Reforesting 26 million hectares of degraded forest land is quite a challenge for state forest departments. The vulnerability of areas to fire, grazing, illicit cutting of trees and encroachments are the main reasons for degradation. A large proportion of it, nearly 10.5 million hectares, is under occupation of scheduled tribes and other traditional forest dwellers. Rights are already recognised in their favour over 5.2 million hectares, in accordance with the provisions of Forest Rights Act, 2006. The Budget should have allocated money for reforesting remaining areas in control of Forest Departments.

Union Environment and Forest Minister Prakash Javadekar, quoting biannual reports of the Forest Survey of India, has said that the country has added 6,000 sq km of forest cover since 2014. Decoding the reports, we find however that natural forests are being lost and in their place are coming up horticultural crops and agroforestry on private lands, which are being counted towards the nation’s forest cover. The old and diverse trees that came up in the forests naturally have larger stem volume and capture more carbon than the monoculture of young plantations that are replacing forest areas.

Millions of trees sacrificed for infrastructure, mining and industrial projects cannot be compensated through plantations. Like the 900-km road network connecting the Char Dham in Uttarakhand, a number of roads and rail projects are in the pipeline in the Western Ghats, too. Sacrificing so much of our natural forests will not help us to meet the third NDC target, let alone raise it. A rise in average temperature is inevitable, and climatic catastrophes like the Rishiganga floods will strike with greater frequency.

The Ministry of Earth Sciences’ own report for the subcontinent projects a 4.40 Celsius rise in average temperature by the turn of the century. The study, which looked at data from 1986 to 2015, concluded that during those 30 years, the temperature of the warmest day and coldest night rose by 0.630 C and 0.40 C respectively. In the future, heat waves would be three to four times more frequent than it used to be 30 years ago; sea levels will rise by 30 cm over the 1990 level. In business-as-usual conditions, the report projects, the temperature of the warmest day and the coldest night will rise further by 4.70 C and 5.50 C respectively by the turn of the century.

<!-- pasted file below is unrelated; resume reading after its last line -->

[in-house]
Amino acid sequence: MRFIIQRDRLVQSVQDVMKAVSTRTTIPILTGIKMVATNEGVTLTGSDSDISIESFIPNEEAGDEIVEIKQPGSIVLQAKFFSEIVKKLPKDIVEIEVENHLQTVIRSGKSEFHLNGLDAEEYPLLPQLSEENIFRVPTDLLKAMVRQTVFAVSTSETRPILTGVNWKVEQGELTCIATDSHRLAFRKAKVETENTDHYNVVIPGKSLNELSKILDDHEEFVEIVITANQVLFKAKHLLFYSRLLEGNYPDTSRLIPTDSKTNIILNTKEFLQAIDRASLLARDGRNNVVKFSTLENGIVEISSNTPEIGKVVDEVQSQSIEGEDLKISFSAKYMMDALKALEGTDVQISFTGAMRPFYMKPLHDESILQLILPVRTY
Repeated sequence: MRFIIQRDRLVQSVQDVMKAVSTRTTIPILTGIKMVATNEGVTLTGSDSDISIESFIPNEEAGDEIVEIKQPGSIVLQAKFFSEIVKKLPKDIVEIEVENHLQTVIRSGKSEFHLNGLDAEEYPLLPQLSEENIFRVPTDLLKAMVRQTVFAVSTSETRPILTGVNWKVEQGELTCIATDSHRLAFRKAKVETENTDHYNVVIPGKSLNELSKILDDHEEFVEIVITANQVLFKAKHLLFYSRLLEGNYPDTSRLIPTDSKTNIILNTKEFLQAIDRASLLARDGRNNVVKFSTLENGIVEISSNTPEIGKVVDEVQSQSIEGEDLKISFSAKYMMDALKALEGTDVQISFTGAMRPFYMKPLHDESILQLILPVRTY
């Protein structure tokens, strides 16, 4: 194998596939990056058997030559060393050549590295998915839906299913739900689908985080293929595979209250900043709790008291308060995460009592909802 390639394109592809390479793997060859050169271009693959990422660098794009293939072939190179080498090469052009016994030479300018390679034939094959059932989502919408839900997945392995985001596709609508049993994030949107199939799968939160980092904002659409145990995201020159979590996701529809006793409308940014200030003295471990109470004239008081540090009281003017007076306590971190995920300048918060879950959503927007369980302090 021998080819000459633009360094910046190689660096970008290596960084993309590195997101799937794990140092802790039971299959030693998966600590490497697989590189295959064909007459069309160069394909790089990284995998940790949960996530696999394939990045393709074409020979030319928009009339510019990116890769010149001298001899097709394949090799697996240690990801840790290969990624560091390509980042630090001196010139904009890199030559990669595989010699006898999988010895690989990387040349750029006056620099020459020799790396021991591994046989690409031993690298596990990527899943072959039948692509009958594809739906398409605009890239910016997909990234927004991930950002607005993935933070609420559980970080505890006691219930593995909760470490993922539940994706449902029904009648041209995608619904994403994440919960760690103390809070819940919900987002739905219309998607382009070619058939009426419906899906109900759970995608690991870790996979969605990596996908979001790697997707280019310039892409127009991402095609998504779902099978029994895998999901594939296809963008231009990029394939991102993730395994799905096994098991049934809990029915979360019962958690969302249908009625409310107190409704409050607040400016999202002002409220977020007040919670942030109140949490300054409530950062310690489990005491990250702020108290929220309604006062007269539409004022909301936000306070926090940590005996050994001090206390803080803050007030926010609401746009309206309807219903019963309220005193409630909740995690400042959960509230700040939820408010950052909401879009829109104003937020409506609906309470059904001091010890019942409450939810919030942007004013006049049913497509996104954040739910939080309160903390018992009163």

Experts continue to study the causes of recent disasters and pinpoint whether it was caused by an avalanche of snow, a landslide or a glacier lake. A study titled “Melting of Himalayan glaciers” published in June 2019 in the journal ‘Science’ indicates that ice of half-metre height is melting annually from the glaciers due to warming, threatening the water supply of millions of people. Forest fires and the burning of a greater load of fossil fuels are to be blamed for accelerated glacier melting post-2000.

The way forward is to stop the sacrifice of natural forests for infrastructure projects, allocate more funds to reforest 15 million hectares of degraded forest lands still in the control of state forest departments and to phase out the expansion of fossil fuel-based power projects.

(The writer is a former Principal Chief Conservator of Forests, Karnataka)